8 steps that have a dramatic impact on hospital hygiene

A study of 11 Aussie hospitals shows how vancomycin-resistant enterococci infection rates can be cut by 37%

The number of hospital-acquired vancomycin-resistant enterococci infections could be significantly reduced if hospitals use an eight-point cleaning program, Australian research has shown.

hospital cleaning equipment

Vancomycin-resistant enterococci infection rates in 11 major Australian hospitals (median 500 beds) dropped by around 37% when cleaning staff adhered to the stepped cleaning approach, Queensland University of Technology researchers report in Lancet Infectious Diseases

Further, more surfaces were cleaned, with the number of touchpoints in rooms properly scrubbed rising from 64% to 86% and from 55% to 76% in bathrooms, they wrote.

However, the protocol had no significant effect on Staphylococcus aureus or Clostridium difficile infection.

The eight key features of the cleaning bundle tested in the Researching Effective Approaches to Cleaning in Hospitals (REACH) study were:

  1. Training: This was provided to all current and new staff, and included an overview of the impact of environmental cleaning on hospital-acquired infections.
  2. Technique: Staff stuck to a documented cleaning sequence, which included the use of sufficient pressure and movement. They were also asked to stick to manufacturers’ instructions regarding dilutions and contact time for products. ‘Who cleans what’ was clearly defined.
  3. Products: The hospitals used TGA-approved products that were compatible with other equipment and were effective at removing organic material.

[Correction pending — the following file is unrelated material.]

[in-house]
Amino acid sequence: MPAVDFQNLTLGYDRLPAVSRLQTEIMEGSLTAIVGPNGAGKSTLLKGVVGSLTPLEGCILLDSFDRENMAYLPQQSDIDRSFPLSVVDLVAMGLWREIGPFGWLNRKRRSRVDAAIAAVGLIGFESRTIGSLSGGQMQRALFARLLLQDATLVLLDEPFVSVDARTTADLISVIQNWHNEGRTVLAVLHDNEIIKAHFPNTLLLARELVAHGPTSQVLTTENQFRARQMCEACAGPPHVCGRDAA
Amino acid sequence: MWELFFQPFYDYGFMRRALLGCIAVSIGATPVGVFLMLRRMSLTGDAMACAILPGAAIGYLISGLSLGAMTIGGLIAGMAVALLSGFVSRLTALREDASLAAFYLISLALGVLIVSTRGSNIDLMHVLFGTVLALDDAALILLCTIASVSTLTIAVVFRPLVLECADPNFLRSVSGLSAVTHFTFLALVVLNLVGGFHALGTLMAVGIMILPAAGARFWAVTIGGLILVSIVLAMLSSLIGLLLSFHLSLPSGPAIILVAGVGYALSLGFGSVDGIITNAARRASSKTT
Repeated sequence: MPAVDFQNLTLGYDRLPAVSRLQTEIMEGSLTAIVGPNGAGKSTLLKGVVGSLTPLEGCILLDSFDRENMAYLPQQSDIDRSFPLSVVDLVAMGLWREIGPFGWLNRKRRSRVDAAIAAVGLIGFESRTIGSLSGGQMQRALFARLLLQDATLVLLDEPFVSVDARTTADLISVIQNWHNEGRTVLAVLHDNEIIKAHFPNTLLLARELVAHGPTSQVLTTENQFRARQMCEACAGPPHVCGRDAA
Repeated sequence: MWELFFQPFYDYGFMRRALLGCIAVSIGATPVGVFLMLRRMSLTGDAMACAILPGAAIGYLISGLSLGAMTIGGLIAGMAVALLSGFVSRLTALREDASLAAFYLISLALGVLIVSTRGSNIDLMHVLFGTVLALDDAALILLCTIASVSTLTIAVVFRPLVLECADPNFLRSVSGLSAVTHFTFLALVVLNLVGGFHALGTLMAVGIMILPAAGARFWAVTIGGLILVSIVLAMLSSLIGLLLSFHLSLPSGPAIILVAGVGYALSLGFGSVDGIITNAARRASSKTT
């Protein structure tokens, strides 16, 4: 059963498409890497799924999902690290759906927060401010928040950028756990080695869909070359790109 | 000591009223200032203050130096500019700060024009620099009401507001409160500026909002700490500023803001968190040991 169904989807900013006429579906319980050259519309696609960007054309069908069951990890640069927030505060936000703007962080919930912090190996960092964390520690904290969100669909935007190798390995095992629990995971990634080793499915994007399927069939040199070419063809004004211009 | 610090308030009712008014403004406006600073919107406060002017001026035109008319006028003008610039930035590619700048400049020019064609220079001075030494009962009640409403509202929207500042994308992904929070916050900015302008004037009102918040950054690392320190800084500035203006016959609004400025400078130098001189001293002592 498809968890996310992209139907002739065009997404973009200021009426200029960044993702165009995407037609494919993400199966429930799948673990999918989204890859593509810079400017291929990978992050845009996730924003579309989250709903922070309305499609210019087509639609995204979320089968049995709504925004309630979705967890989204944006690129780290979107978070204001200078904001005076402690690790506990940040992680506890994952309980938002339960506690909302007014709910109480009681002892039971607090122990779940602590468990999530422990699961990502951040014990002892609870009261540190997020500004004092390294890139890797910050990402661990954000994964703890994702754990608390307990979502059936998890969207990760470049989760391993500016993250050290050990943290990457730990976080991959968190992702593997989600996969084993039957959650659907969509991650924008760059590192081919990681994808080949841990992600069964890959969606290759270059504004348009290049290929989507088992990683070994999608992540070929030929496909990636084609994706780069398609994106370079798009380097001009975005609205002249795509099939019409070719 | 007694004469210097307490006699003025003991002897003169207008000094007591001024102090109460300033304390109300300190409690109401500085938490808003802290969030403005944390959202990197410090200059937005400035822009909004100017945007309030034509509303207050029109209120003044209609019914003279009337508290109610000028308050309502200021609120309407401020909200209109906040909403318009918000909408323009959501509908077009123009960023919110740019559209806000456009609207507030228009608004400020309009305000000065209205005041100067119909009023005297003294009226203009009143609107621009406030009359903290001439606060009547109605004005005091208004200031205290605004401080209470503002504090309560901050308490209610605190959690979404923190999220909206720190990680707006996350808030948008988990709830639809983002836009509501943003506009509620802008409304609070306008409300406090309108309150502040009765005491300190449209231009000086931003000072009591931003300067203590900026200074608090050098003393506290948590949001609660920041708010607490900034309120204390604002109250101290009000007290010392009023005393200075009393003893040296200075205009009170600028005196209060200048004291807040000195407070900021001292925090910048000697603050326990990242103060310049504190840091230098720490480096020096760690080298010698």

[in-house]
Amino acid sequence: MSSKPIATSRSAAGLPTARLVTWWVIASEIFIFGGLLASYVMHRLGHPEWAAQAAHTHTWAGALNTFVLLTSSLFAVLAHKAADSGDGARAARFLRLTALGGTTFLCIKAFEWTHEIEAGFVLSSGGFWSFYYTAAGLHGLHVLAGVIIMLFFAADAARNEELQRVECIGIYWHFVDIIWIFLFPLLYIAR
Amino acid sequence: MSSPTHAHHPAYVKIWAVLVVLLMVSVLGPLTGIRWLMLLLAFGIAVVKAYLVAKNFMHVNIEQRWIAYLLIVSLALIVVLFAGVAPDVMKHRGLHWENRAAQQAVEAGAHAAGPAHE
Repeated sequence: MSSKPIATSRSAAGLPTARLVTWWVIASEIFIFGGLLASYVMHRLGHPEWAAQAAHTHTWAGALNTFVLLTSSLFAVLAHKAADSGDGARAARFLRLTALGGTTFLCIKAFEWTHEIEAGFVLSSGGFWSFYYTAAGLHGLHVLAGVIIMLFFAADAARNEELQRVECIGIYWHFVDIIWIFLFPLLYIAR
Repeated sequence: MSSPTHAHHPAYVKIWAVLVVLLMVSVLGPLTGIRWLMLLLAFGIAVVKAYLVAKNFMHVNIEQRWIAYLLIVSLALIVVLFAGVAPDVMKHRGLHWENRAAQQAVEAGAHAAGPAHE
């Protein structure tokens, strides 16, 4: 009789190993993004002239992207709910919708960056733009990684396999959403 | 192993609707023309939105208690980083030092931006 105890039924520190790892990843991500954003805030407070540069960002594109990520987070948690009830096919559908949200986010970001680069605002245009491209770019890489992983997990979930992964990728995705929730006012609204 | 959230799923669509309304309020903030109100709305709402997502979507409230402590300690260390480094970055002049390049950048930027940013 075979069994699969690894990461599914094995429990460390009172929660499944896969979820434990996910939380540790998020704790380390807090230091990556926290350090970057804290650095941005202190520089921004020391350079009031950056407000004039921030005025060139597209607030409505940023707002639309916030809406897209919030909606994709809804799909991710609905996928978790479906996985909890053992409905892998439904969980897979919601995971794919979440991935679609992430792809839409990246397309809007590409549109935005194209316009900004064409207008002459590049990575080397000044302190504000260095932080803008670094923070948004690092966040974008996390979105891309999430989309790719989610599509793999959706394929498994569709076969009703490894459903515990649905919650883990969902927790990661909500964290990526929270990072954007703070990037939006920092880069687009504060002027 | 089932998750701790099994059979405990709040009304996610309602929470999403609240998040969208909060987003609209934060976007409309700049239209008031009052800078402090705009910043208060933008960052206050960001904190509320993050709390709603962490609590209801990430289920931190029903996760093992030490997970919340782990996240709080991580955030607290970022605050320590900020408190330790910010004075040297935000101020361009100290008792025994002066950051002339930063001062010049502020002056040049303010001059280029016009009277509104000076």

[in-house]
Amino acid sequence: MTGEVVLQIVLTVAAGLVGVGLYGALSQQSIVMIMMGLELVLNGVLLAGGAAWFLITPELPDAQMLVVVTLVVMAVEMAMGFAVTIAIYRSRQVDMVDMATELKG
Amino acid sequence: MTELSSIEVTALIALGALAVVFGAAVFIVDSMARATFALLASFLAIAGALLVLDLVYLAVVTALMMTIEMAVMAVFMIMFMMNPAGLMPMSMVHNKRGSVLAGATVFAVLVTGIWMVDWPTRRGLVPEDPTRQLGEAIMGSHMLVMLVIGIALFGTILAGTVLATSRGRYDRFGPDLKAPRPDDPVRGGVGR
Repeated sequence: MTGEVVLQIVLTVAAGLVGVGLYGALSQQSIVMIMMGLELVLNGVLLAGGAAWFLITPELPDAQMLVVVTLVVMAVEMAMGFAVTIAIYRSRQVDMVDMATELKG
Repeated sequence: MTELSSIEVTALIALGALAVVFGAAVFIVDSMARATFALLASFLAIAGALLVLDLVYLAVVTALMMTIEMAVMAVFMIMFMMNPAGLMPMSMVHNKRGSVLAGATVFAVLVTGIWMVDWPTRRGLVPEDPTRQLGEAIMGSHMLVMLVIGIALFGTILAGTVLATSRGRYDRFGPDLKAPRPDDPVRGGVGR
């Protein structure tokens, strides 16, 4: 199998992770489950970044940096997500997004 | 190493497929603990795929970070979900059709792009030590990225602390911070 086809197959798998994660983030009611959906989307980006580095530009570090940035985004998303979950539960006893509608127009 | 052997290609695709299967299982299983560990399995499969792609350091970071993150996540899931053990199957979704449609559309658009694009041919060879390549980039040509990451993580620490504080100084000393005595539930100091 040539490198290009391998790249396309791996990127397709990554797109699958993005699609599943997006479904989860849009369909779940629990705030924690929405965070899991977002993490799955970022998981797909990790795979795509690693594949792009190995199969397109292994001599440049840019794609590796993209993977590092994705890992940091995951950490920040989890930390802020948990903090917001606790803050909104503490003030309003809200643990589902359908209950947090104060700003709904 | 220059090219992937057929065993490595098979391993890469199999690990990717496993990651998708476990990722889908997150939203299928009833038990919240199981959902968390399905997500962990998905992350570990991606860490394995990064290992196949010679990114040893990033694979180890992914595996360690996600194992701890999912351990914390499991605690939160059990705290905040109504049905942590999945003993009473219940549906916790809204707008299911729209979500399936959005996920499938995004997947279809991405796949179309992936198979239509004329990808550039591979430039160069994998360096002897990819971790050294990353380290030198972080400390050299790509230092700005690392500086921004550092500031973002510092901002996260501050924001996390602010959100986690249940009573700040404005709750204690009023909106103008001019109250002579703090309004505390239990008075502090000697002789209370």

4. Disinfectant: This was used for all discharge cleans and daily cleans of high-risk, infectious or precautions rooms. The same disinfectant was used with defined concentration throughout. 
  5. Detergent: Staff used detergent for routine cleans. The same product and dilution was used throughout.
  6. Point-of-care wipes: These were used for most medical equipment and the same product type was used for the entire study.
  7. Audit: A monthly ultraviolet audit was conducted using fluorescent markers, invisible to the naked eye, which could only be removed by thorough cleaning. At least two rooms (including bathrooms) in at least 50% of wards per hospital were audited monthly.
  8. Communication: Cleaning staff were kept in a positive feedback loop and had daily contact with ward leaders. Cleaners were included on clinical governance committees.

The REACH cleaning bundle was developed following a review of publications and guidelines, and focused on low-cost interventions that would be easy to implement.

The 11 hospitals had varying intervention durations ranging from 20 to 50 weeks.

In total, the number of VRE cases fell from 0.35 per 10,000 occupied-bed days to 0.22 as a result of the cleaning approach.

"This research project is believed to be the largest prospective, multi-site and multifactorial trial of hospital cleaning in the world,” said lead researcher and Queensland University of Technology health economist Professor Nick Graves.

“Overall, the cleaning bundle cost approximately $2500 per 10,000 bed days to implement in participating hospitals.”

More information: Lancet Infectious Diseases 2019.